Ovulation & Breastfeeding… Two Things Women Should Know


Medical textbooks say that a woman’s temperature goes up when her ovary releases an egg, and many women who prefer natural methods of birth control use temperature readings as a guide to sexual activity. But a study at the Masters and Johnson Institute in St. Louis has found that the relationship between temperature and ovulation is not nearly so precise as has been thought.

The study compared temperature readings and hormonal levels in ninety-eight women. In a majority of the women, increases in body temperature and peak levels of the hormone associated with ovulation did not coincide. In addition, one of every five women in the study did not have the two-phase temperature pattern—low in the first half of the menstrual cycle, higher during and after ovulation—that is supposed to be the rule.

“Even for women who did show the two-phase pattern, the time of the shift in temperature was not as closely associated with the time of ovulation as was previously believed,” says endocrinologist Joan E. Bauman, who reported on the study in the journal Fertility and Sterility.

“Unfortunately, there’s just no good way, aside from bringing a woman into the laboratory, to pinpoint the day of ovulation.”


Women who breast-feed may not be receiving enough vitamin B-6 to meet the needs of their infants, report Purdue University researchers Avanelle Kirksey and Lynn Styslinger. Vitamin B-6 plays an important role in the development of a baby’s central nervous system; a deficiency can cause such problems as extreme irritability and convulsions.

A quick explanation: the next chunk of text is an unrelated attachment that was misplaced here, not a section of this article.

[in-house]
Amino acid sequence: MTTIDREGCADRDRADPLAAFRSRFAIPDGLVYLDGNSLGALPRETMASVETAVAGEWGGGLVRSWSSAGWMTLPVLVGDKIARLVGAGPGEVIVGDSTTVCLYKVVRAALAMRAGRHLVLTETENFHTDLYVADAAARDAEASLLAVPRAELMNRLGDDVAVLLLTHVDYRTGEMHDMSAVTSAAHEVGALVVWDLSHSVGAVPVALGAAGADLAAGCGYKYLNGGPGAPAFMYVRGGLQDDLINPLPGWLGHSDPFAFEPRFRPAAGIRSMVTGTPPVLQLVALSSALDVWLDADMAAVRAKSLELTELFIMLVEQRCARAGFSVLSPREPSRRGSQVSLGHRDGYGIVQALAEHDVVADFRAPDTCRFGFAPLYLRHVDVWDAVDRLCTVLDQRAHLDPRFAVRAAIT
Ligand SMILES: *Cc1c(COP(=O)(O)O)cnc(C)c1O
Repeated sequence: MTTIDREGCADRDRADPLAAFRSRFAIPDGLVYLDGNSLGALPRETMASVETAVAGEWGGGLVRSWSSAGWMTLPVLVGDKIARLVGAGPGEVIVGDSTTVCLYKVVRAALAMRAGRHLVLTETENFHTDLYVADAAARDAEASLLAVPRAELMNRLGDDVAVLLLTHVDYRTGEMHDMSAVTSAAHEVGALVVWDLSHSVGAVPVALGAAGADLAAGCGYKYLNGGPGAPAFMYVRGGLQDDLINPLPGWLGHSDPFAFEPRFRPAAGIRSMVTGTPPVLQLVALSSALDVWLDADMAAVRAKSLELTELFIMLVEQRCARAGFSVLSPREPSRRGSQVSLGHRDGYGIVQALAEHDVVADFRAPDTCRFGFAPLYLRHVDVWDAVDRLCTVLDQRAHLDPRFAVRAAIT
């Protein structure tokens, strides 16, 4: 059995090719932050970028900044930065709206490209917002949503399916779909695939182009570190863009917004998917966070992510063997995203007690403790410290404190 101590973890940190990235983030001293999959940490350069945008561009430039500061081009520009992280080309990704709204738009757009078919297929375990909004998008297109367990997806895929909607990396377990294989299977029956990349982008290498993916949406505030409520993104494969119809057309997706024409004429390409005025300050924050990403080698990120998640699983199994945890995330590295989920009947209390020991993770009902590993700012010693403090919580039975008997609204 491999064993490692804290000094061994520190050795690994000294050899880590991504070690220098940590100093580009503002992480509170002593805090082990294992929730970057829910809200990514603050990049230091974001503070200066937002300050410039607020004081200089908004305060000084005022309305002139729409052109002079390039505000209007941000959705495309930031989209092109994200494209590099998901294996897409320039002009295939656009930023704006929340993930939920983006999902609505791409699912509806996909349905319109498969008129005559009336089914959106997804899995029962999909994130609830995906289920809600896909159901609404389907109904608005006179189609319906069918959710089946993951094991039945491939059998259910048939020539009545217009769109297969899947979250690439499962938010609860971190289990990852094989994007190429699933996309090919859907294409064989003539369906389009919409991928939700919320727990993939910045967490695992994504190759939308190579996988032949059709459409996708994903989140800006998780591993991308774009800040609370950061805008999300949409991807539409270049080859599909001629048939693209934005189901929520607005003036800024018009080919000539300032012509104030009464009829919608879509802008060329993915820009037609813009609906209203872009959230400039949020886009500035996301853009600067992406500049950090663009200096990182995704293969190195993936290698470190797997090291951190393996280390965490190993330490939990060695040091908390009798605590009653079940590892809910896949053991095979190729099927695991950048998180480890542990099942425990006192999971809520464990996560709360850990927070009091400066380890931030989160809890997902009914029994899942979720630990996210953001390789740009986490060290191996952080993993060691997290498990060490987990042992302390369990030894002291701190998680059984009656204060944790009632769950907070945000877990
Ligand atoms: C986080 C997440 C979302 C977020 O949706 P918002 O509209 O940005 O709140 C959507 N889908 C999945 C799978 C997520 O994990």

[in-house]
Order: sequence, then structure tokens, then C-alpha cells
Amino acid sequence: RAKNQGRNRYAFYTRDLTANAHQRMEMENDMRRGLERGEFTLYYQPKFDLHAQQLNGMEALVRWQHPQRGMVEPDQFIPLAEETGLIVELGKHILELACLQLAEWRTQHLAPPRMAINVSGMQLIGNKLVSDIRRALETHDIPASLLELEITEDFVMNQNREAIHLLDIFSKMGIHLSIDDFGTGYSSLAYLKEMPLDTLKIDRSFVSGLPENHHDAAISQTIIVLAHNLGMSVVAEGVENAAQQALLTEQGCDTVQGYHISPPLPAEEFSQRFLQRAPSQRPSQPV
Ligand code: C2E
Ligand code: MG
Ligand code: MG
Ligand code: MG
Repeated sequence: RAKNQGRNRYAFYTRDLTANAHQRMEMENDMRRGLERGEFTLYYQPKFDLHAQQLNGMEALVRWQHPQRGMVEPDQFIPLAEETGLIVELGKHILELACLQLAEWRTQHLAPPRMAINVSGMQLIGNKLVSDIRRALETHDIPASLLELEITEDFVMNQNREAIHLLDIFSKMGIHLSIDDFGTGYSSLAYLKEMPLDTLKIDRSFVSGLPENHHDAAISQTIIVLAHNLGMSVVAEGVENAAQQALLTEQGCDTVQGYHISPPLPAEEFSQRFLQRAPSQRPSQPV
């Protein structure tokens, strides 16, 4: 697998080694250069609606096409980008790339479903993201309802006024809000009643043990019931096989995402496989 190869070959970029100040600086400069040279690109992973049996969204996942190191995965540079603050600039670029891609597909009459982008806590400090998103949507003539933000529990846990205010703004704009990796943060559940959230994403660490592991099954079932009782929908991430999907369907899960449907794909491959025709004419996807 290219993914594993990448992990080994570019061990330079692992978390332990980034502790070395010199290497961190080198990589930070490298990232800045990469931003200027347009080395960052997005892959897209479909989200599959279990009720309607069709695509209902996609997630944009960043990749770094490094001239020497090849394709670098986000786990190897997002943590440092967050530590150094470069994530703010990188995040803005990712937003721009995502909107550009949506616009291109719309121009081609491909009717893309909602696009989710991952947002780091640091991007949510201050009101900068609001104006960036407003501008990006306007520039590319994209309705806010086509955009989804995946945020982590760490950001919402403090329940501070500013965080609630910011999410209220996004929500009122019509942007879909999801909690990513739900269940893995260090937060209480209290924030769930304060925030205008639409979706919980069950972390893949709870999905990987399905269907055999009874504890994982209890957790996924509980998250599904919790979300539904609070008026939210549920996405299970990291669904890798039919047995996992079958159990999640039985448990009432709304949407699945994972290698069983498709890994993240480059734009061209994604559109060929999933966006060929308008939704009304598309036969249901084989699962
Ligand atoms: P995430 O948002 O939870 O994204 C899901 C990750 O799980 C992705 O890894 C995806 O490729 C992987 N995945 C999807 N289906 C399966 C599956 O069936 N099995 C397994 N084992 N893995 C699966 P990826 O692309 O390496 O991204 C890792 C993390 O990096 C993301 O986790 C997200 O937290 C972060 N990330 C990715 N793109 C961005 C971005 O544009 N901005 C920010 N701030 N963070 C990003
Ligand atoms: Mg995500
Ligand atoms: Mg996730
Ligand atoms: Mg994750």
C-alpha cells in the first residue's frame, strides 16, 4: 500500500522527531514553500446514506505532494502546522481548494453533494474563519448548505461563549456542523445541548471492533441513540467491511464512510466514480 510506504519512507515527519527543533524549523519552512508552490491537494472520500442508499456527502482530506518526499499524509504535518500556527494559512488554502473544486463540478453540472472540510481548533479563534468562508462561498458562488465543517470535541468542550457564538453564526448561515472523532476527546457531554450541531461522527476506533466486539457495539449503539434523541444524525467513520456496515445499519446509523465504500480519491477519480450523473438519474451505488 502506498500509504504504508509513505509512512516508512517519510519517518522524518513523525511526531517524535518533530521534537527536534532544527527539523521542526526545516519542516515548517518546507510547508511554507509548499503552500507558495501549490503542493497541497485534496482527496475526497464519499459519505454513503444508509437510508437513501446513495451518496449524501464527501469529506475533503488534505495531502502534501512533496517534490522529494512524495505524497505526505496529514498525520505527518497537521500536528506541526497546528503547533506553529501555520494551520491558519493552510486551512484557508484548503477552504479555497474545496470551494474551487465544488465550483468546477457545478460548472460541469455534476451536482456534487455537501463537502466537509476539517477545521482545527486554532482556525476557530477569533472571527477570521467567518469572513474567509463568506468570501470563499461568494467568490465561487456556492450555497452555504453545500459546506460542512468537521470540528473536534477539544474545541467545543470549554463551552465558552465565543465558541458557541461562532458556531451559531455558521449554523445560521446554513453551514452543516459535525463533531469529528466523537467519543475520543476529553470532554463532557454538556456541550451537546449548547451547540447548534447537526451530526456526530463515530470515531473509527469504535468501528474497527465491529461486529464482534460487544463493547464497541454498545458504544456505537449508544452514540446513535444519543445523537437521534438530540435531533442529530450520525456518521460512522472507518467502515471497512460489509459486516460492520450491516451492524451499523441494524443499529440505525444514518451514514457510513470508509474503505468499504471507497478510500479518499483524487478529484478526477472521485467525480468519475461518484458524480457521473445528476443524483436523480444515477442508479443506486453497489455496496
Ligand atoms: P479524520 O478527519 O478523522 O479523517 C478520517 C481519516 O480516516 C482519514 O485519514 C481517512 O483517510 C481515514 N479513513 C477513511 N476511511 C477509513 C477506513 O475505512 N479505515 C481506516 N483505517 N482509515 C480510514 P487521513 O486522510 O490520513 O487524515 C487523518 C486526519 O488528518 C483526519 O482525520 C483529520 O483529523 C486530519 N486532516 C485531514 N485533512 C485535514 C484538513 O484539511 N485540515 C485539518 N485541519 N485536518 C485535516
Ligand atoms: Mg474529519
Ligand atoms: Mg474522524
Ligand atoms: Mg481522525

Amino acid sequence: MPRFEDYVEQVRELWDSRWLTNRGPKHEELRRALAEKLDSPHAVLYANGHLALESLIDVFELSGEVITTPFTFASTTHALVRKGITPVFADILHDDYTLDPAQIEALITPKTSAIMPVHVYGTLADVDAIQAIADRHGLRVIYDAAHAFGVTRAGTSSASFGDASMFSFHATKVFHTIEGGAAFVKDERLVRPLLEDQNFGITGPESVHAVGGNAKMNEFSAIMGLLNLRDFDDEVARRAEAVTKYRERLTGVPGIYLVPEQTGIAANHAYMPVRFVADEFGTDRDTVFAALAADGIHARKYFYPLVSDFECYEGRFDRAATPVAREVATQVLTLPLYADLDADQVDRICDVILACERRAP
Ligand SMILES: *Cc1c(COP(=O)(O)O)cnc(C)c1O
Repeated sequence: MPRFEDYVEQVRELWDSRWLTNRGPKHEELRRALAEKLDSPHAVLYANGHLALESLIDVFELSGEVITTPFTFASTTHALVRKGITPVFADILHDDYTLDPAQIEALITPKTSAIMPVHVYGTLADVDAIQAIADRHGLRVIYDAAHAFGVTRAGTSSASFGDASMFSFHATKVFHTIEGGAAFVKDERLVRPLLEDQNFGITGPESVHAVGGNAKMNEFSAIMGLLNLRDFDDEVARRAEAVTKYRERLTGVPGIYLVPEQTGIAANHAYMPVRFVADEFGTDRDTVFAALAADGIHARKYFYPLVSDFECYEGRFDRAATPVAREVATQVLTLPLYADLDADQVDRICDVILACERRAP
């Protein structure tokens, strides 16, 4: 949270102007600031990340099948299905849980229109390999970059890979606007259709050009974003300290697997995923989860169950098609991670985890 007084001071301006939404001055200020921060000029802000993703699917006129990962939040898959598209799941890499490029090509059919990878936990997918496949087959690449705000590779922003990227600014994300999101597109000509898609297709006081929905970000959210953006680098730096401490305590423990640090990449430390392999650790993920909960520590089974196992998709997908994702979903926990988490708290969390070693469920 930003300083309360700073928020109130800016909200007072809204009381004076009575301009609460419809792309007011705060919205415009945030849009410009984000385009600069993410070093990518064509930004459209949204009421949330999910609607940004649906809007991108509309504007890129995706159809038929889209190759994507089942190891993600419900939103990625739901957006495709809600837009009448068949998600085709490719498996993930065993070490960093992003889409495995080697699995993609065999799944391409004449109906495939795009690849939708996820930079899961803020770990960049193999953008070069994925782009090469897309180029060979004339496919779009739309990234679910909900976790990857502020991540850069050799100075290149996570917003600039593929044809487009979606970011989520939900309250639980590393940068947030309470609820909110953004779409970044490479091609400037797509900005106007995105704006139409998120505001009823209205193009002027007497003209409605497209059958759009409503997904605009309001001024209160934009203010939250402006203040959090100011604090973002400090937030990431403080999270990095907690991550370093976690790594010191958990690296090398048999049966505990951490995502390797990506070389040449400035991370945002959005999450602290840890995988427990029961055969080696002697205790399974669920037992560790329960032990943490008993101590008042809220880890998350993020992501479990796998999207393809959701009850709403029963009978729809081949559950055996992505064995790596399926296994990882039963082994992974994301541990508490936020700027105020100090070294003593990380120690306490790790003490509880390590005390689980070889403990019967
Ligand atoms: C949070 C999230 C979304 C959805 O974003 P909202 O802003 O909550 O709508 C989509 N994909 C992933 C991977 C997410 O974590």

In tests of milk from twenty-four lactating women, Kerseys and Styslinger found that even women who were taking extra vitamin B-6 generally had low levels of it. To ensure an adequate B-6 intake for their babies, most mothers in the study needed to take 20 milligrams a day of the vitamin—eight times the current recommended daily amount.

Women who have used oral contraceptives tend to have very low vitamin 8-6 levels, Kirksey notes. There’s no danger in taking high levels of 8-6, she says. “It has very low toxicity.”

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